Managing hydro-meteorological risks is a multi-disciplinary task, requiring understanding of the various processes that eventually determine the impact.
Novel concepts for improved impact and risk assessments
Hydro-meteorological risks such as floods and droughts can have huge repercussions on the well-being of human society, both in terms of human suffering and economic impact.
Risk assessments form the basis for decision-making in the management of hydro-meteorological risks. With risk management approaches becoming more prevalent, there is a clear need for improved knowledge and methods to assess the risks.
IMPREX will further develop four promising novel concepts related to hydro-meteorological risk assessment. In addition to methodological developments, the concepts will be tested in case study areas with stakeholders in order to gain experience on their practical applicability and to illustrate their usefulness for decision-making.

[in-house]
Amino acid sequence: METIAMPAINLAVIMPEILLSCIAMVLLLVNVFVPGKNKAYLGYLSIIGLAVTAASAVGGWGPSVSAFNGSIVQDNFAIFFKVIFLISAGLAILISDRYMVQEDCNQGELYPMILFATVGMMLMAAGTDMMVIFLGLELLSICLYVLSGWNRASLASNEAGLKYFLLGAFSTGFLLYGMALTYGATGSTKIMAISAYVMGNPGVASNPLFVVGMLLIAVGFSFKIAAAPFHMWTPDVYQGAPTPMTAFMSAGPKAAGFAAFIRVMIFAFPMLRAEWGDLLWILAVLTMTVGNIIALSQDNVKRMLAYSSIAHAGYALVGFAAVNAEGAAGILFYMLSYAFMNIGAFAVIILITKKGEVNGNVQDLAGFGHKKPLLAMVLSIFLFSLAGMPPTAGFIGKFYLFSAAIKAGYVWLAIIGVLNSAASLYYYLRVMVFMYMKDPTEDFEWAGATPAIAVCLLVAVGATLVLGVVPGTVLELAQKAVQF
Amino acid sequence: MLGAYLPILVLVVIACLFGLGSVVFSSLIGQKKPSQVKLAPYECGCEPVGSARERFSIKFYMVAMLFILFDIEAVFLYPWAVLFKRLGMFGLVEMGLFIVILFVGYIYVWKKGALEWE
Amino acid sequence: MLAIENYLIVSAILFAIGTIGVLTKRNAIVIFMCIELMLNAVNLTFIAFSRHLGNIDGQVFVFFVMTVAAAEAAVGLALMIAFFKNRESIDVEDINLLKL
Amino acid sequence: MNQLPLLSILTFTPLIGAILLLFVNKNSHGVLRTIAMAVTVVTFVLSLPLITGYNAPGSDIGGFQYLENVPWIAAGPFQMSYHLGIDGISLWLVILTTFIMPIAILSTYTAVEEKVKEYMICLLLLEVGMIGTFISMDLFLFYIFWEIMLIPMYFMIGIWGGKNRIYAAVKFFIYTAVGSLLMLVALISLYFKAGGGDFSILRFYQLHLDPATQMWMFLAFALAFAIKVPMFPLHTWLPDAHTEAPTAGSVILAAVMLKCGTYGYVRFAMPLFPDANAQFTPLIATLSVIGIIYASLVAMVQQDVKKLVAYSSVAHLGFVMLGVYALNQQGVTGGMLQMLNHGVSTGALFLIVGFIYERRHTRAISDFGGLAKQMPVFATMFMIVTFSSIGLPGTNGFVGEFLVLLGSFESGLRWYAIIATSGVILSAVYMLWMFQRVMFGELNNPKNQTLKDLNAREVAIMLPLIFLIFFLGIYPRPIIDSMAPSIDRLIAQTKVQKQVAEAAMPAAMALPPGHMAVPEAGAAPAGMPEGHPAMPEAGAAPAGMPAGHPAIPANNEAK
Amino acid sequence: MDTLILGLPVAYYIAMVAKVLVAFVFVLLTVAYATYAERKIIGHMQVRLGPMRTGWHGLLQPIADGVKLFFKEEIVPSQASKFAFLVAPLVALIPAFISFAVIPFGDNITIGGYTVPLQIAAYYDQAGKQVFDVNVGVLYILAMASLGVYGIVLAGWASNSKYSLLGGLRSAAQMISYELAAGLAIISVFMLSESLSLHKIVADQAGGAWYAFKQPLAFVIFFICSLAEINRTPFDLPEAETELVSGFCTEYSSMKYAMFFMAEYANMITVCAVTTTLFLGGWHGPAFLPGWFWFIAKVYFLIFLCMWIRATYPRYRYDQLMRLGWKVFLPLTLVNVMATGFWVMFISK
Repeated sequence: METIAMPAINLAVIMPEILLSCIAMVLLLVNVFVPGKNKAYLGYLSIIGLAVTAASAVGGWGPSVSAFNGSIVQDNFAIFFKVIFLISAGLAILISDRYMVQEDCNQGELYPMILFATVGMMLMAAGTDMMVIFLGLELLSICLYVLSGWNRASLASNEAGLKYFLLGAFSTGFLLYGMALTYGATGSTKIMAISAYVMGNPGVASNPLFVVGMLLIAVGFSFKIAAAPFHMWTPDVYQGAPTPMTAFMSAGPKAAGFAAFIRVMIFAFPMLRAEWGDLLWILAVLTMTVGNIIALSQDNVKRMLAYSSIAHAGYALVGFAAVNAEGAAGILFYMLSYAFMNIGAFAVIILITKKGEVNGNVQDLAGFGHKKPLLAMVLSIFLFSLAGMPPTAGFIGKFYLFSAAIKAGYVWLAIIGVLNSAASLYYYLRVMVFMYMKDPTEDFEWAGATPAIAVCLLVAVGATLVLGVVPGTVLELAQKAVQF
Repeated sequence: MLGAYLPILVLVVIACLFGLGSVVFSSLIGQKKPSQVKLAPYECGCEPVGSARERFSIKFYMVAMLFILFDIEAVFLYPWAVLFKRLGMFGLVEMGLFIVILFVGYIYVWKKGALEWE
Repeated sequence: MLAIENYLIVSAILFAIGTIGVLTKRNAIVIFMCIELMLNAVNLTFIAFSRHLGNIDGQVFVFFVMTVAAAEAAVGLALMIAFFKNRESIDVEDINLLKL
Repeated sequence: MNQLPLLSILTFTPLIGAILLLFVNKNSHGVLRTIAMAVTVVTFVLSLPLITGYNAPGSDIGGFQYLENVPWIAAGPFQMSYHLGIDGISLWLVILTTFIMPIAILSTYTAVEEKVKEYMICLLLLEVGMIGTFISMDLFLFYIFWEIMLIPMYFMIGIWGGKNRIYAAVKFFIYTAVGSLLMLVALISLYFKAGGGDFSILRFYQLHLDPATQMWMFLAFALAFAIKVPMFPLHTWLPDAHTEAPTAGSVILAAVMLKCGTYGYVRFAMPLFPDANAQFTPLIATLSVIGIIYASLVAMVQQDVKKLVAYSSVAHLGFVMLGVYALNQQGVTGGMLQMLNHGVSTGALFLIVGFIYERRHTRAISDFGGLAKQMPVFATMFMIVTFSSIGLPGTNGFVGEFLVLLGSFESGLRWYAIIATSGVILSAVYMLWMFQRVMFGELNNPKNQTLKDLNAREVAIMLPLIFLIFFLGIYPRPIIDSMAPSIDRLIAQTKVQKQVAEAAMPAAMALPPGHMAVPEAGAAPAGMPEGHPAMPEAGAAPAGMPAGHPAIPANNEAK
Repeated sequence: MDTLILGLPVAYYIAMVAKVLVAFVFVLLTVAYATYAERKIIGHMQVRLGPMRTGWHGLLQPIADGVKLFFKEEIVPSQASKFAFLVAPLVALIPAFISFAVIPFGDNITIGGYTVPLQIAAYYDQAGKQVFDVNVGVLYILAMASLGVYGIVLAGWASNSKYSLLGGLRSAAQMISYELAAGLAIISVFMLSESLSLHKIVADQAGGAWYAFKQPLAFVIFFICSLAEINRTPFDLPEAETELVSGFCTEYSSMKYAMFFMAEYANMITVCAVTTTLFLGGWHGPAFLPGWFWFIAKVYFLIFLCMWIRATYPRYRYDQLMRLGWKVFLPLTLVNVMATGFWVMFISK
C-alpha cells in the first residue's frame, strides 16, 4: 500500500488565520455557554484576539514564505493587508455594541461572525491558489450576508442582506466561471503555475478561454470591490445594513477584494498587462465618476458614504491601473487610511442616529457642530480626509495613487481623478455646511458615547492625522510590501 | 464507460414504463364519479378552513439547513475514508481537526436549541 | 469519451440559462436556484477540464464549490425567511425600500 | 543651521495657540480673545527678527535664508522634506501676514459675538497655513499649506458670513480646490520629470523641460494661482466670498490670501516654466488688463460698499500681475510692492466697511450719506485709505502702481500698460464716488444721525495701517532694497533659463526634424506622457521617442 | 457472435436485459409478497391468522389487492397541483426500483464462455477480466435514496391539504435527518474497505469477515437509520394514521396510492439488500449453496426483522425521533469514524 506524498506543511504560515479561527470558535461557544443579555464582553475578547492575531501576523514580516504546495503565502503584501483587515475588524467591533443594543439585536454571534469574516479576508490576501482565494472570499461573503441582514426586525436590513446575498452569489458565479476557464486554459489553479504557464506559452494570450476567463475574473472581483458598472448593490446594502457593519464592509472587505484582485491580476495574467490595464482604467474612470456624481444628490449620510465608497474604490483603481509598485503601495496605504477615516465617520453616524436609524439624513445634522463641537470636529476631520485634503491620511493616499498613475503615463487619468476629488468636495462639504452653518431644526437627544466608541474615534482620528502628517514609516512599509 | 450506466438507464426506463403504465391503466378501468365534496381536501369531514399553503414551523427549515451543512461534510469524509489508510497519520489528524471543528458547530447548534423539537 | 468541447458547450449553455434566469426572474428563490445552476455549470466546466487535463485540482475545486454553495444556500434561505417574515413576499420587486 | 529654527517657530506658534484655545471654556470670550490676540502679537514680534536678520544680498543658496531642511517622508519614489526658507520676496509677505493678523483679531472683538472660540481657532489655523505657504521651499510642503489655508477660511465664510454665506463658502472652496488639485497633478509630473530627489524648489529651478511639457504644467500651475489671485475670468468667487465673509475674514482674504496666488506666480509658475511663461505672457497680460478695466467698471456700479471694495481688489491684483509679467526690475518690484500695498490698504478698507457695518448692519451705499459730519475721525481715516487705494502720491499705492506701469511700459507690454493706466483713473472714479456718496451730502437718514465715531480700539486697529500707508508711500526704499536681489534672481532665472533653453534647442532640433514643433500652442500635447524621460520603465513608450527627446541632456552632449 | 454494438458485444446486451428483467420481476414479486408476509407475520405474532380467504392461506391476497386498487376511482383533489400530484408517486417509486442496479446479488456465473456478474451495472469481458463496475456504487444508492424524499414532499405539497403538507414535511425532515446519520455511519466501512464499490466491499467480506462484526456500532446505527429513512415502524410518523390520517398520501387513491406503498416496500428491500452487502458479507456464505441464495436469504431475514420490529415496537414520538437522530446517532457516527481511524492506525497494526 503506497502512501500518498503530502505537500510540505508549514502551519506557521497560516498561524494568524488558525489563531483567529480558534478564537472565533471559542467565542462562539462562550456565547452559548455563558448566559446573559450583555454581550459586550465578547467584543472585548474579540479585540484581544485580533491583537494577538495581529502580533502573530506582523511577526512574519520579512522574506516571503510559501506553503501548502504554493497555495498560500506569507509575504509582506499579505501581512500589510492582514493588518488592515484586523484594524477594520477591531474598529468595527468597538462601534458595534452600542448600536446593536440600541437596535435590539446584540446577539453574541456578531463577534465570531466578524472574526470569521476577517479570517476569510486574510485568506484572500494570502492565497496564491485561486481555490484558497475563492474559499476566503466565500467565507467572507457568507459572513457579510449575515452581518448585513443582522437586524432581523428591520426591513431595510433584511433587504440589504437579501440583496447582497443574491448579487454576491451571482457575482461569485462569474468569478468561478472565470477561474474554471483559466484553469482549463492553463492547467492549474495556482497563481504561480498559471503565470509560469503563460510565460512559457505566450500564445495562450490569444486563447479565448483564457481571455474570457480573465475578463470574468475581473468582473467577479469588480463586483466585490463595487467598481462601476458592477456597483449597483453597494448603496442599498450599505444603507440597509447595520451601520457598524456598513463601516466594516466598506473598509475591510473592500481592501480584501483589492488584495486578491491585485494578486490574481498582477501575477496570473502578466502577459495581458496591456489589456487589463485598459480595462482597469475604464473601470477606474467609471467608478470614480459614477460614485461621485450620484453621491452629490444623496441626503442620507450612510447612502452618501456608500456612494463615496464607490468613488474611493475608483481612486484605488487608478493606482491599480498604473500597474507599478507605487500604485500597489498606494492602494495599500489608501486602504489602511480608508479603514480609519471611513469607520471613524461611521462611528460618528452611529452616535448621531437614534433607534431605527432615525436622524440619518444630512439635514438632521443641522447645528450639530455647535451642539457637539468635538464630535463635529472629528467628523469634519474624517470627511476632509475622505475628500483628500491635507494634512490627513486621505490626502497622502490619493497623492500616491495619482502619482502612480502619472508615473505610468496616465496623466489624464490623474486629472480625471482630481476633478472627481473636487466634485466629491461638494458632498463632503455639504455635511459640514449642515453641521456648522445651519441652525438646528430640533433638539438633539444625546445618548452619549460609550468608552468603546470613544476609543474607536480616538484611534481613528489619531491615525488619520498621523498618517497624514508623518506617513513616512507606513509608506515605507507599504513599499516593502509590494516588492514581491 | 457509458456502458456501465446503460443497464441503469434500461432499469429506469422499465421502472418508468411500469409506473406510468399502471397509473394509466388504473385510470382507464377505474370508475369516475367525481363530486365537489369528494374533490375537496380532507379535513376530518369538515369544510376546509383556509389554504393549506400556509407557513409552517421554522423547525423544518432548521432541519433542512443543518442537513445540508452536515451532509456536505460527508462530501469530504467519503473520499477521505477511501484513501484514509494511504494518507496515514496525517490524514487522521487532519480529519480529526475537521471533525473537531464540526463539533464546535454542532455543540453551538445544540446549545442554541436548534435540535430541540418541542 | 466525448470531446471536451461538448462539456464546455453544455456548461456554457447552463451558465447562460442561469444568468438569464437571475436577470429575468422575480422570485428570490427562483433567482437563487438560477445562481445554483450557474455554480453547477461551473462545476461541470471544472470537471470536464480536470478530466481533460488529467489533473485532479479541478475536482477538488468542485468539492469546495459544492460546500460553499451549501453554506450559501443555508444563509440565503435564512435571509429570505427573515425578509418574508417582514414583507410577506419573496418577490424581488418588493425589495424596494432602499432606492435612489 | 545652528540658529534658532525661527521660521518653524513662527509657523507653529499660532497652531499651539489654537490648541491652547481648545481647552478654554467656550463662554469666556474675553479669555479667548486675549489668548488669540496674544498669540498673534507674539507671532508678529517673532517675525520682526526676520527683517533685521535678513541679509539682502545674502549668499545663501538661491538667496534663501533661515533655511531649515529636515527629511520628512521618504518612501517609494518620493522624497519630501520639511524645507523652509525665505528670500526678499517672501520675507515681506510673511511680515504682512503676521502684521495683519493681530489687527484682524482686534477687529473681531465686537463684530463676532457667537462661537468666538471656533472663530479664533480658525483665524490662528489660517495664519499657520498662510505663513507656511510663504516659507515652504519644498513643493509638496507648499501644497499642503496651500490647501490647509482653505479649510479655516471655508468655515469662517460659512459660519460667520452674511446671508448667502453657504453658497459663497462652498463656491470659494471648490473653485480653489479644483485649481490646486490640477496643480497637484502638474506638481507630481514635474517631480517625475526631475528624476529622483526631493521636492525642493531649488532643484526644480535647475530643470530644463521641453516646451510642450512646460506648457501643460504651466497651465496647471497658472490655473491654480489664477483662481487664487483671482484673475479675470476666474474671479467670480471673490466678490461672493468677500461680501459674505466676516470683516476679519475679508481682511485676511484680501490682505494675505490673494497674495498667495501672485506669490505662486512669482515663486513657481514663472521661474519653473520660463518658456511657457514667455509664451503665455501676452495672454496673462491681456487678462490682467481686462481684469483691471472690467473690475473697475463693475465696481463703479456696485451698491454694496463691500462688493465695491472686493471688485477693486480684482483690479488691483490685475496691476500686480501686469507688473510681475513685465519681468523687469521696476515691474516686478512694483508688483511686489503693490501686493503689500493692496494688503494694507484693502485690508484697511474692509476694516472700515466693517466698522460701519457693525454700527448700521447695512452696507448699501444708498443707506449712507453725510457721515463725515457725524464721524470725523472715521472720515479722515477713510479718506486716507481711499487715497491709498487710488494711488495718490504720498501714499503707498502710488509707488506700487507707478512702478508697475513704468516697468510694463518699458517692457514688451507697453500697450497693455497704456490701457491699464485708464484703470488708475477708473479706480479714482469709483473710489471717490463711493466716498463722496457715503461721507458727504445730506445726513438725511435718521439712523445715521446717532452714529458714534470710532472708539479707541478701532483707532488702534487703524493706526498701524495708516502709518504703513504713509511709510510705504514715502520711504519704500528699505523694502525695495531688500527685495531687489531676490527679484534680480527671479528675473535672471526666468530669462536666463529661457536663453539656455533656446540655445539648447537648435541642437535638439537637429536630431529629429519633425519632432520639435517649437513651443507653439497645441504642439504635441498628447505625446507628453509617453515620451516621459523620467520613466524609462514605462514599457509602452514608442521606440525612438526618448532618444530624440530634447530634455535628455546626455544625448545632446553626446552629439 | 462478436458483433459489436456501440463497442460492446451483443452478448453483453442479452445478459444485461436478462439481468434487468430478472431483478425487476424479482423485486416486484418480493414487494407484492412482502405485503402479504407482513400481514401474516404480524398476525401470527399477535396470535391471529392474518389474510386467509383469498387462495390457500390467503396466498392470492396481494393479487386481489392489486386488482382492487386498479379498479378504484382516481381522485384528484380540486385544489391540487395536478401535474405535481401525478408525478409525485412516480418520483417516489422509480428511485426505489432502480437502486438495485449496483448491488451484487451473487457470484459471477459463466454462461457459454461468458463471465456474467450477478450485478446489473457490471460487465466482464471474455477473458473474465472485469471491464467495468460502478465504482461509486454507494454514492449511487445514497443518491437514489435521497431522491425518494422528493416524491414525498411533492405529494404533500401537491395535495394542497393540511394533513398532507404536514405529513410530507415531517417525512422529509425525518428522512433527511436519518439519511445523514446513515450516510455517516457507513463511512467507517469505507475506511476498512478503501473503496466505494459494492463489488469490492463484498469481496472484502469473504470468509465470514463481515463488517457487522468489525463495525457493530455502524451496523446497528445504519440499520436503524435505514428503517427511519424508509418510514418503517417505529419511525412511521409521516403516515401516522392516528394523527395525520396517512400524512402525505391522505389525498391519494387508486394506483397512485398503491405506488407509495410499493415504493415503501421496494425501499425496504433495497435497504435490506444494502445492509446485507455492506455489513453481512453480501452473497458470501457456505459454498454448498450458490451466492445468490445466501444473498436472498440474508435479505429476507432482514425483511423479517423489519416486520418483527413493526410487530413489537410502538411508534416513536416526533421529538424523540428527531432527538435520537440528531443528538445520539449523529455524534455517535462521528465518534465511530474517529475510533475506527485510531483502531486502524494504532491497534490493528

Listen to Hans de Moel, IMPREX Project Partner from the Institute of Environmental Studies (Free University of Amsterdam), explain the novel concepts from the IMPREX study tackling hydro-meteorological risks.
Novel concept 1: Climate variability and flood/drought risks
Our capability to prepare for disasters is challenged by large uncertainties and our limited understanding of important driving forces of hydro-meteorological hazards, such as climate variability.
Large-scale indices of climate variability (e.g. El Niño Southern Oscillation or the North Atlantic Oscillation) are often used for seasonal forecast models to predict upcoming weather conditions in monthly to seasonal scale.
However, little knowledge exists about the relationships between these large-scale indices and their impacts on society, such as flood damages and crop productivity. Combining improved weather variability predictions with empirical models on potential impacts will create opportunities for the management of hydro-meteorological risks.
IMPREX will explore the direct relationships between natural climate variability and flood and drought impacts, allowing for fast and practical impact assessments on the basis of known climatic oscillations.